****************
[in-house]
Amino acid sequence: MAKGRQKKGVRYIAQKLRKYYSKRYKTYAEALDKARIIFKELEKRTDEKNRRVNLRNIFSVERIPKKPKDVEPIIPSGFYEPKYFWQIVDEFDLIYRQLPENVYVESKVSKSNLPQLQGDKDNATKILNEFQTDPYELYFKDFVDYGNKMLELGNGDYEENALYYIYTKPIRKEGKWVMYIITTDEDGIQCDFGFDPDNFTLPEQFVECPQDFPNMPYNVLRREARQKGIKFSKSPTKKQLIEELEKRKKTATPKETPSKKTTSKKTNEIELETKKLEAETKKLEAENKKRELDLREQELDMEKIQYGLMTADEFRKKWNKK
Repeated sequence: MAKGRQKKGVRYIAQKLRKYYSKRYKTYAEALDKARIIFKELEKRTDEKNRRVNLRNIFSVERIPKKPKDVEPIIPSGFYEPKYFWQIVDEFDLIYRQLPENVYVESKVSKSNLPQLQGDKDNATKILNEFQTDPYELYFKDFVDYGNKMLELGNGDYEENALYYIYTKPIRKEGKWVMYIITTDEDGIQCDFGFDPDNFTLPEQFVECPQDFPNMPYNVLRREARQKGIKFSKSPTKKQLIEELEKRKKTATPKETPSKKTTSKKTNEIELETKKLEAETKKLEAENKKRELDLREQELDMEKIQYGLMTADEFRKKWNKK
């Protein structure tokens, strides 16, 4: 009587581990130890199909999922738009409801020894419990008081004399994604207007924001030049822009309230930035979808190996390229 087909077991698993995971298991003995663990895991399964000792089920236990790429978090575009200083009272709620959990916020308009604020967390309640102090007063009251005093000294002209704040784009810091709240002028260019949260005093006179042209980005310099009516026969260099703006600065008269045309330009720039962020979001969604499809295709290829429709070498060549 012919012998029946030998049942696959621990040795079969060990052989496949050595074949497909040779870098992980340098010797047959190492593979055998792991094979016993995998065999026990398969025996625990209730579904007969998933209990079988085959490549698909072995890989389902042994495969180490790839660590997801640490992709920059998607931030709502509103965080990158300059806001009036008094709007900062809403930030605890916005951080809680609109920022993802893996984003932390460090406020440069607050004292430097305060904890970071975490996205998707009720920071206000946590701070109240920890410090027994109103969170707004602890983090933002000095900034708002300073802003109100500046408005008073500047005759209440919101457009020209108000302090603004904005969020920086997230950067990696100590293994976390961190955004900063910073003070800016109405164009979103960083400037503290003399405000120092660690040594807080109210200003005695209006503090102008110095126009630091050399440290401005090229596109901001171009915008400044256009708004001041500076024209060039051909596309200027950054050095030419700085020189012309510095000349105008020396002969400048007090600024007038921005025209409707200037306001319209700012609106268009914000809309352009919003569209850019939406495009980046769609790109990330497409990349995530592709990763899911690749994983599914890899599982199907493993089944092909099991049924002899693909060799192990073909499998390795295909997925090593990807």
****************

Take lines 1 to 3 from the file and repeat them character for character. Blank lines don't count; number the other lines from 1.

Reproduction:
[in-house]
Amino acid sequence: MAKGRQKKGVRYIAQKLRKYYSKRYKTYAEALDKARIIFKELEKRTDEKNRRVNLRNIFSVERIPKKPKDVEPIIPSGFYEPKYFWQIVDEFDLIYRQLPENVYVESKVSKSNLPQLQGDKDNATKILNEFQTDPYELYFKDFVDYGNKMLELGNGDYEENALYYIYTKPIRKEGKWVMYIITTDEDGIQCDFGFDPDNFTLPEQFVECPQDFPNMPYNVLRREARQKGIKFSKSPTKKQLIEELEKRKKTATPKETPSKKTTSKKTNEIELETKKLEAETKKLEAENKKRELDLREQELDMEKIQYGLMTADEFRKKWNKK
Repeated sequence: MAKGRQKKGVRYIAQKLRKYYSKRYKTYAEALDKARIIFKELEKRTDEKNRRVNLRNIFSVERIPKKPKDVEPIIPSGFYEPKYFWQIVDEFDLIYRQLPENVYVESKVSKSNLPQLQGDKDNATKILNEFQTDPYELYFKDFVDYGNKMLELGNGDYEENALYYIYTKPIRKEGKWVMYIITTDEDGIQCDFGFDPDNFTLPEQFVECPQDFPNMPYNVLRREARQKGIKFSKSPTKKQLIEELEKRKKTATPKETPSKKTTSKKTNEIELETKKLEAETKKLEAENKKRELDLREQELDMEKIQYGLMTADEFRKKWNKK